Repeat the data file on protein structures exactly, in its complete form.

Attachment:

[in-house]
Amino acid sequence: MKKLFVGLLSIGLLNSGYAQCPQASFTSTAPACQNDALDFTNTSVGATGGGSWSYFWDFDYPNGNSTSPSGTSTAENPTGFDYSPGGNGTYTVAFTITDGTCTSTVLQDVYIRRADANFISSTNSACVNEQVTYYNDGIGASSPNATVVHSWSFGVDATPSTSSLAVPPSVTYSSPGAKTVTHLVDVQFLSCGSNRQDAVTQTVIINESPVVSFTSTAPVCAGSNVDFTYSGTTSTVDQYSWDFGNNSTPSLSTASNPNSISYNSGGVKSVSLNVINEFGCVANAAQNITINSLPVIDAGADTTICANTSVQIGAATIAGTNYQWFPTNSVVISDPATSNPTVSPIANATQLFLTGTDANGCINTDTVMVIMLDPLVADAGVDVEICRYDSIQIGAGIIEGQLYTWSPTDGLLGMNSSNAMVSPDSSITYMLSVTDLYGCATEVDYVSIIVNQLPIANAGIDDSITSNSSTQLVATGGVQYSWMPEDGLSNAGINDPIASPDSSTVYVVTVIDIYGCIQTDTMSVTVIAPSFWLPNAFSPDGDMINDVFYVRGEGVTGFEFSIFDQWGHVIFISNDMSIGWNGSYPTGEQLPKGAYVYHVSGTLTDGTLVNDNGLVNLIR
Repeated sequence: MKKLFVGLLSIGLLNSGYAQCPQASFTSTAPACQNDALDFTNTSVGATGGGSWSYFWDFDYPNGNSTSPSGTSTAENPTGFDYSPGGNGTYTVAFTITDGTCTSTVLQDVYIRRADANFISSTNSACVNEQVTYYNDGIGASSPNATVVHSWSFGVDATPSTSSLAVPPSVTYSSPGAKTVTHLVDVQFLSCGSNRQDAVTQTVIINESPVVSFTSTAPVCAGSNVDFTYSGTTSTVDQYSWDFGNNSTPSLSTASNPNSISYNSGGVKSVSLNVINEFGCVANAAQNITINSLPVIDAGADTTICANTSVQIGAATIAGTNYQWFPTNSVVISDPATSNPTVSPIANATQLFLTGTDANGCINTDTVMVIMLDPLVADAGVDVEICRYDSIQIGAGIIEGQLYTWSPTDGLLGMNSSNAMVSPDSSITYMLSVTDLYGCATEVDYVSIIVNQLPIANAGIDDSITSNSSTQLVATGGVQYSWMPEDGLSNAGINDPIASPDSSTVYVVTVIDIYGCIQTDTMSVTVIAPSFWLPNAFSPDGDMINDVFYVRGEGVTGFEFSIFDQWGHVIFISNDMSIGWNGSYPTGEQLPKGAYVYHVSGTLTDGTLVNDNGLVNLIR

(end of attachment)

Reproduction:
[in-house]
Amino acid sequence: MKKLFVGLLSIGLLNSGYAQCPQASFTSTAPACQNDALDFTNTSVGATGGGSWSYFWDFDYPNGNSTSPSGTSTAENPTGFDYSPGGNGTYTVAFTITDGTCTSTVLQDVYIRRADANFISSTNSACVNEQVTYYNDGIGASSPNATVVHSWSFGVDATPSTSSLAVPPSVTYSSPGAKTVTHLVDVQFLSCGSNRQDAVTQTVIINESPVVSFTSTAPVCAGSNVDFTYSGTTSTVDQYSWDFGNNSTPSLSTASNPNSISYNSGGVKSVSLNVINEFGCVANAAQNITINSLPVIDAGADTTICANTSVQIGAATIAGTNYQWFPTNSVVISDPATSNPTVSPIANATQLFLTGTDANGCINTDTVMVIMLDPLVADAGVDVEICRYDSIQIGAGIIEGQLYTWSPTDGLLGMNSSNAMVSPDSSITYMLSVTDLYGCATEVDYVSIIVNQLPIANAGIDDSITSNSSTQLVATGGVQYSWMPEDGLSNAGINDPIASPDSSTVYVVTVIDIYGCIQTDTMSVTVIAPSFWLPNAFSPDGDMINDVFYVRGEGVTGFEFSIFDQWGHVIFISNDMSIGWNGSYPTGEQLPKGAYVYHVSGTLTDGTLVNDNGLVNLIR
Repeated sequence: MKKLFVGLLSIGLLNSGYAQCPQASFTSTAPACQNDALDFTNTSVGATGGGSWSYFWDFDYPNGNSTSPSGTSTAENPTGFDYSPGGNGTYTVAFTITDGTCTSTVLQDVYIRRADANFISSTNSACVNEQVTYYNDGIGASSPNATVVHSWSFGVDATPSTSSLAVPPSVTYSSPGAKTVTHLVDVQFLSCGSNRQDAVTQTVIINESPVVSFTSTAPVCAGSNVDFTYSGTTSTVDQYSWDFGNNSTPSLSTASNPNSISYNSGGVKSVSLNVINEFGCVANAAQNITINSLPVIDAGADTTICANTSVQIGAATIAGTNYQWFPTNSVVISDPATSNPTVSPIANATQLFLTGTDANGCINTDTVMVIMLDPLVADAGVDVEICRYDSIQIGAGIIEGQLYTWSPTDGLLGMNSSNAMVSPDSSITYMLSVTDLYGCATEVDYVSIIVNQLPIANAGIDDSITSNSSTQLVATGGVQYSWMPEDGLSNAGINDPIASPDSSTVYVVTVIDIYGCIQTDTMSVTVIAPSFWLPNAFSPDGDMINDVFYVRGEGVTGFEFSIFDQWGHVIFISNDMSIGWNGSYPTGEQLPKGAYVYHVSGTLTDGTLVNDNGLVNLIR